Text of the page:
70. 70. Online proposals often very shortThe Sun Microsystems Learning Laboratory will be a 30-seat multi-use facility forstudent instruction (, applied research in educational technology, and communityaccessible training. FSUS ( supports the university’s missionthrough research, development and delivery of on-site and distance instruction forK-12 and postsecondary students and teachers ( Our design, development, evaluationand dissemination of curriculum, instruction and assessment are key schoolcomponents. FSUS develops, applies and disseminates topical educationalresearch fostering leadership and collaboration in K-12 reform( It is the only one of 140 university laboratory schoolsnationwide that operates as a charter school. Supplementing this nationwidenetwork is a regional partnership with several universities in the Southeast.Florida is also one of 4 “bellweather” states (also TX, NY, CA), thus our K-12research findings receive a national audience. Additionally, from 4-10 P.M. onMondays through Thursdays we will make the lab available via FSU’s Center forProfessional Development ( andTallahassee Community College ( Other hours,including weekends, will be available for state worker training. This project facetemphasizes the school’s role in adult education( and workforcedevelopment (,providing a replicable model that the Sun-FSU partnership can demonstrate to K-12 schools in other communities. 70
  71. 71. Online Proposals: EditingPrint the application window/frame(s)“Save” capability may not be presentWrite the proposal in Word Easier to edit Easier to pass among team members Use hot links since you can’t send attachmentsCut, paste, final review, hit <SUBMIT> 71
  72. 72. Summary: The Long and the Short of It• All proposals contain the same elements regardless of length• Clear & concise writing gets the reader past the first paragraph• Logic model - focus on “outcomes” and work your way backwards• Answer the question “Why your org?”• Good writer will not make up for a badly conceived program 72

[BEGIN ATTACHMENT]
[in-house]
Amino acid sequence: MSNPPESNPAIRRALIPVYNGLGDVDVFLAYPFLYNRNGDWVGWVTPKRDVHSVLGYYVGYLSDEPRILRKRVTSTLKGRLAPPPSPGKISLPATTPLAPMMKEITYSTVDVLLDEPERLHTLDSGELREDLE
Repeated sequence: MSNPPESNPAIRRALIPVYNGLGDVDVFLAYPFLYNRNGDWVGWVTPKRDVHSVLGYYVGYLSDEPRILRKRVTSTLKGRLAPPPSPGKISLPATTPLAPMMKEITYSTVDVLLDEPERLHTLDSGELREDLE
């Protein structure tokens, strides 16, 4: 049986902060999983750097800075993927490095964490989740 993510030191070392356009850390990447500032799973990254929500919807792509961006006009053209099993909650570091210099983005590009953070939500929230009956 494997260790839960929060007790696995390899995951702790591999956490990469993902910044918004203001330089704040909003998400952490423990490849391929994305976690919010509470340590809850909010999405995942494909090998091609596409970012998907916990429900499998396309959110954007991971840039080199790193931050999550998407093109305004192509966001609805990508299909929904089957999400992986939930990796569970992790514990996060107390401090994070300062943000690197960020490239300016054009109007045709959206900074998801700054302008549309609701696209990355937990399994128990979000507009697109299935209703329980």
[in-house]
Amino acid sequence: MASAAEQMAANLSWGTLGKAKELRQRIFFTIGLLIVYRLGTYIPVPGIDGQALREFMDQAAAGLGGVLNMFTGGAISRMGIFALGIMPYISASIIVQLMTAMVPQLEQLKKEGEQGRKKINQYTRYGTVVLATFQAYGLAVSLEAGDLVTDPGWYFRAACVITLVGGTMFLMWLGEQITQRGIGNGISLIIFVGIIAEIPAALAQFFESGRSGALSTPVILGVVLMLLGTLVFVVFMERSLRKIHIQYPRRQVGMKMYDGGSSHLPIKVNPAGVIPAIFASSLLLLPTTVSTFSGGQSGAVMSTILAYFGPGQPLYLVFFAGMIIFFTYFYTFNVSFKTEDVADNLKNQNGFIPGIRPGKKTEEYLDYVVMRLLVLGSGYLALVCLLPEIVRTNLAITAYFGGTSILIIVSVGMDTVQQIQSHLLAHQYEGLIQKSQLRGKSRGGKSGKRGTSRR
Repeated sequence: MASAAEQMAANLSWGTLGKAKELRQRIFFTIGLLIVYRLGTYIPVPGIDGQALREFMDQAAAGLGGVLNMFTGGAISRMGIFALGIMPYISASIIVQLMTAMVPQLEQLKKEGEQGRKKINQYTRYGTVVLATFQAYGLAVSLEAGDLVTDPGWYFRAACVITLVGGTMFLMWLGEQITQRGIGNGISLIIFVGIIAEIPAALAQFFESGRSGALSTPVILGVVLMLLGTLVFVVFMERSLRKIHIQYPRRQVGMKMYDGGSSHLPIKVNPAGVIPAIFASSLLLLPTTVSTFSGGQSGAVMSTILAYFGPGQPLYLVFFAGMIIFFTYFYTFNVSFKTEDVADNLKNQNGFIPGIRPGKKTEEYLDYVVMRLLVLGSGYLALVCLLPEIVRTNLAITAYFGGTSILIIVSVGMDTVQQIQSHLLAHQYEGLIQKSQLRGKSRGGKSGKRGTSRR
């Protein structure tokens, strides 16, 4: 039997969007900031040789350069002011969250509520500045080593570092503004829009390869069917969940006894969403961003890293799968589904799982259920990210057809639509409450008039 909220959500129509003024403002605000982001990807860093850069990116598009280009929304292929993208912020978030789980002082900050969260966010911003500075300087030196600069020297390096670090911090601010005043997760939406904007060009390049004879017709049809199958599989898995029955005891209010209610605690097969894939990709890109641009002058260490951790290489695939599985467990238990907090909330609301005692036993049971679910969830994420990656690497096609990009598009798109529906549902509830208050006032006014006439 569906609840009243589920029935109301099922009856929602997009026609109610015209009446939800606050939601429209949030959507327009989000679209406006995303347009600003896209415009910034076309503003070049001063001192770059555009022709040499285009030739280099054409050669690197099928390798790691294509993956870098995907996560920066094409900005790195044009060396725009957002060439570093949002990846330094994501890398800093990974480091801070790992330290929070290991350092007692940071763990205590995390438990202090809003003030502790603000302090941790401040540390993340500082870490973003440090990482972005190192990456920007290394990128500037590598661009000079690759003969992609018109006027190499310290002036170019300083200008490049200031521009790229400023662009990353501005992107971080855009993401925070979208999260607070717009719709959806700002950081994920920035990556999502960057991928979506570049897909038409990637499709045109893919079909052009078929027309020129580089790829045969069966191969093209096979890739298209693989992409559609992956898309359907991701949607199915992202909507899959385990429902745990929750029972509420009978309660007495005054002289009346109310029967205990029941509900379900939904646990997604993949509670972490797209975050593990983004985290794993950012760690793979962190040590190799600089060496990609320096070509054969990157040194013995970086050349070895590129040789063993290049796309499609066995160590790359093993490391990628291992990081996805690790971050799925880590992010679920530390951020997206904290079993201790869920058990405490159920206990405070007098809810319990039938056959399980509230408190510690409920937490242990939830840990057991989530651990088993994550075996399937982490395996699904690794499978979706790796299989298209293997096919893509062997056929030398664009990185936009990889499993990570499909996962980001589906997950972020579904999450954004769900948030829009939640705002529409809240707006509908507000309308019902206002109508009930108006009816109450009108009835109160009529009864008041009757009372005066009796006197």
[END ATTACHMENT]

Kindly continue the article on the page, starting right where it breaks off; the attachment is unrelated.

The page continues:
73. 73. Q&AKurt R. Moore, CFREnp2np SM21000 Windemere LaneBoca Raton, FL 33428Ph: (850) 73
  75. 75. $how Me the Money!: Finding a FunderFoundation Center Prospector – (2008)Additional funding grants www.grants.govCatalogue of Federal Domestic Assistance their websites 75
  76. 76. Proposal Writing ResourcesProposal writing resources on the Foundation Center short course .html roposalhub.htm Proposal writing tips seeking and proposal writing’s and DON’Ts 76
  77. 77. Resources: Texts• Too many out there to recommend• No “one size fits all”• Better to • Attend workshops • Use web-based tutorials • Clear concise writing • Follow directions• Nothing beats experience 77
  78. 78. Outcomes-Based Evaluation: Resources• Measuring Program Outcomes: A Practical Approach (1996) United Way m_outcomes_a_practical_approach/program_film• “Reader’s Digest” version• Other online resources: chor182947 78
  79. 79. Resources: Professional Education• Professional Associations• College courses available in grants• In-service training (like this!)• Certification programs• Colleagues & networking 79
  80. 80. Resources: Professional Education - Associations• Your own professional association• Grant writers’ organizations: • Grant Professionals Association • American Grant Writer’s Association• AFP, CASE, AHP educational seminars • AFP • CASE • AHP 80